This Hairdresser Slave is on the Way to Sainthood*

Pierre Toussaint                                        en wikipedia.org

By Larry Peterson

There have been many great Black Americans who have stood tall to help make America the proud nation it is today. Rev.Martin Luther King Jr., Thurgood Marshall, Frederick Douglas, Rosa Parks, Clarence Thomas, Colin Powell, Condoleeza Rice and the list goes on.

Included, among those are also Black Catholic Americans *(Supreme Court Justice Clarence Thomas is Catholic).  The names of these  people are not so recognizable as the aforementioned.  Such people as Father Augustus Tolton, born a slave he was the first African American to be ordained a priest in the United States.

Others include: Henriette Delille, the founder of The Sisters of the Holy Family; Mother Mathilda Beasley who became known as “The Idol of the Poor”; Daniel Rudd, a black Catholic journalist who founded the National Black Catholic Congress and  Elizabeth Mary Lang. Born a slave she became the co-foundress of the Oblate Sisters of Providence.

Another person who is part of the legacy that Black Catholic Americans left for all of us is Venerable Pierre Touissant.

Pierre was born a slave in Haiti in 1766. He was fortunate because his owner, Monsieur Berard, wealthy from raising and selling sugar, baptized Pierre into the Catholic faith and also educated him. He trained the boy as a house slave saving him from all the hard labor expended by those working out in the sugarcane fields.

Tensions were rising among the slave population in Haiti and the senior Berard returned to France. He left his son, Jean Berard, with the plantation. However, the pressure was building among the slaves over conditions and Jean decided it was time to leave. In 1787, he and his wife took five of his slaves with him including Pierre and his sister, Rosalie, and moved to New York City.

Jean Berard’s decision to leave Haiti proved to be a good one. In 1793, the slaves in Haiti revolted and Monsieur Berard heard that his plantation had been burned to the ground. He was so distraught that he passed away, probably from heart failure. Madame Berard was left without anything or anyone to help her, except, of course, Pierre.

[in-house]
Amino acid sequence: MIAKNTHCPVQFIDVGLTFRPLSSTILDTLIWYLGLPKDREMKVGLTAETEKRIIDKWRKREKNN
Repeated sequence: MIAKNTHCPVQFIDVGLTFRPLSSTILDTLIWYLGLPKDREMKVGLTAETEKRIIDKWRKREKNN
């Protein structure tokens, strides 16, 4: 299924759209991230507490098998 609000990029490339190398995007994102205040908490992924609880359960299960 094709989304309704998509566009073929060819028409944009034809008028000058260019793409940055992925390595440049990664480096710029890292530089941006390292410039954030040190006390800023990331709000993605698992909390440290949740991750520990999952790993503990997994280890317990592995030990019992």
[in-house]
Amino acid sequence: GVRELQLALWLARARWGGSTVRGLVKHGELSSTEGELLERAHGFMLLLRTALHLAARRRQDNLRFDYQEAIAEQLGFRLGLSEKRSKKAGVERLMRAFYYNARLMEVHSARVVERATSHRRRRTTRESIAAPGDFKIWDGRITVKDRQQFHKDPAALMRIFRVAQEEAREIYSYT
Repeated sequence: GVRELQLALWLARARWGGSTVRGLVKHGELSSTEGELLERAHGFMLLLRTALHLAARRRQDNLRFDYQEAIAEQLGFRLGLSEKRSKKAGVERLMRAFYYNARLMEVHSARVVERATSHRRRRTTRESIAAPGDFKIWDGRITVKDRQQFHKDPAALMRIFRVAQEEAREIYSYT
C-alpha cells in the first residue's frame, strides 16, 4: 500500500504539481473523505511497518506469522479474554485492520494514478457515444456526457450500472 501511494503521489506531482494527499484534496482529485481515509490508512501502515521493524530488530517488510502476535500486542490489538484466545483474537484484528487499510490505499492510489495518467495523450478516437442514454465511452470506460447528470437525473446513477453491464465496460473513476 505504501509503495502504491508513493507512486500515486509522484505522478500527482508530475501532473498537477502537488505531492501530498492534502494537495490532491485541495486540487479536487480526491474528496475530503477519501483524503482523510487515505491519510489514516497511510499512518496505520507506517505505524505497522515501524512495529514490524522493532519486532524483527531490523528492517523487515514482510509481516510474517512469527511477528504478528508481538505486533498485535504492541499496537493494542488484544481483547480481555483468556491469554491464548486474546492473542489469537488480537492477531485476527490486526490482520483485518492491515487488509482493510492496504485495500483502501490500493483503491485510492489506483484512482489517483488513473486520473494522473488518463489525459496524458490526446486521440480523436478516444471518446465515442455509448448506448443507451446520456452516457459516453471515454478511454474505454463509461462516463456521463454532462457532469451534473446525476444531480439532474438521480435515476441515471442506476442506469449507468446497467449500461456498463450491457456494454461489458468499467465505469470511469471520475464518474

When they arrived in New York several years earlier, Jean Berard had managed to get Pierre into an apprenticeship hairdresser program. The young man turned out to be an artist at hair styling. It was during  a time when the wealthy women had their hair stacked high with layers of curls and ribbons flowing down. Hair styling was time consuming and demanding and soon Pierre had more business than he could handle.

Pierre supported Madame Berard and was working almost 16 hours a day.  She eventually married a man named Monsieur Nicolas, also from Haiti. She made him promise that if anything happened to her he would make sure that Pierre was given his freedom. She passed away and Pierre was given his freedom. He had earned enough money to pay for the freedom of his fiancee, Juliette, and marry her. He also earned enough money to pay for Rosalie’s freedom. By this time Pierre was almost 45.

Pierre constantly spoke of the love of God and the beauty of the Catholic faith. He loved being Catholic and had no qualms about talking about it with his many customers. It did not matter to him that most were not Catholic and, for the most part, did not even like Catholics. He just wanted others to experience the joy he had in knowing his Catholic faith helped fill him with God’s love and they could have the same by embracing that same faith..

Pierre Toussaint was dedicated to the theological virtue of Charity (aka) Love. He cared for the sick and even brought them into his home nursing them back to health. He visited areas infected with disease and plague bringing food and clothing to the suffering. He even went to those who had been abandoned by their own families. He helped Mother Elizabeth Ann Seton (who had  an orphanage in the city) by raising money from his rich customers and giving the future saint his own money.

This was a Black Catholic man living during a time when being Catholic was even dangerous for white folks.  He attended daily Mass every day for 66 years. He sheltered orphans, provided foster care for children, helped them get into school and even helped some of them get their first jobs. During a cholera epidemic he crossed over the quarantine lines to help the sick without regard for his own well being.

Pierre Toussaint’s crowning achievement may have been his helping the Catholic Church raise the funds to build the first St. Patrick’s Cathedral on Mulberry St. He also provided and raised funding for the First Catholic School for Black children at St. Vincent de Paul in lower Manhattan.

Pierre Toussaint died on June 30, 1857. He was 87 years old. In 1991, based on documents and investigations into his life, Pierre was declared a Servant of God. In 1996 he was declared Venerable by Pope John Paul II reaching the second step on the journey to canonization. In addition, he was the first layman honored by having his remains moved to  the present St. Patrick’s  Cathedral on Fifth Avenue in midtown Manhattan.

Venerable Pierre Toussaint we thank you for your Love and ask for your continued prayers.

*This article first appeared in Aleteia on February 10, 2017

©Copyright Larry Peterson 2017   (©reprinted and updated  Larry Peterson 2020)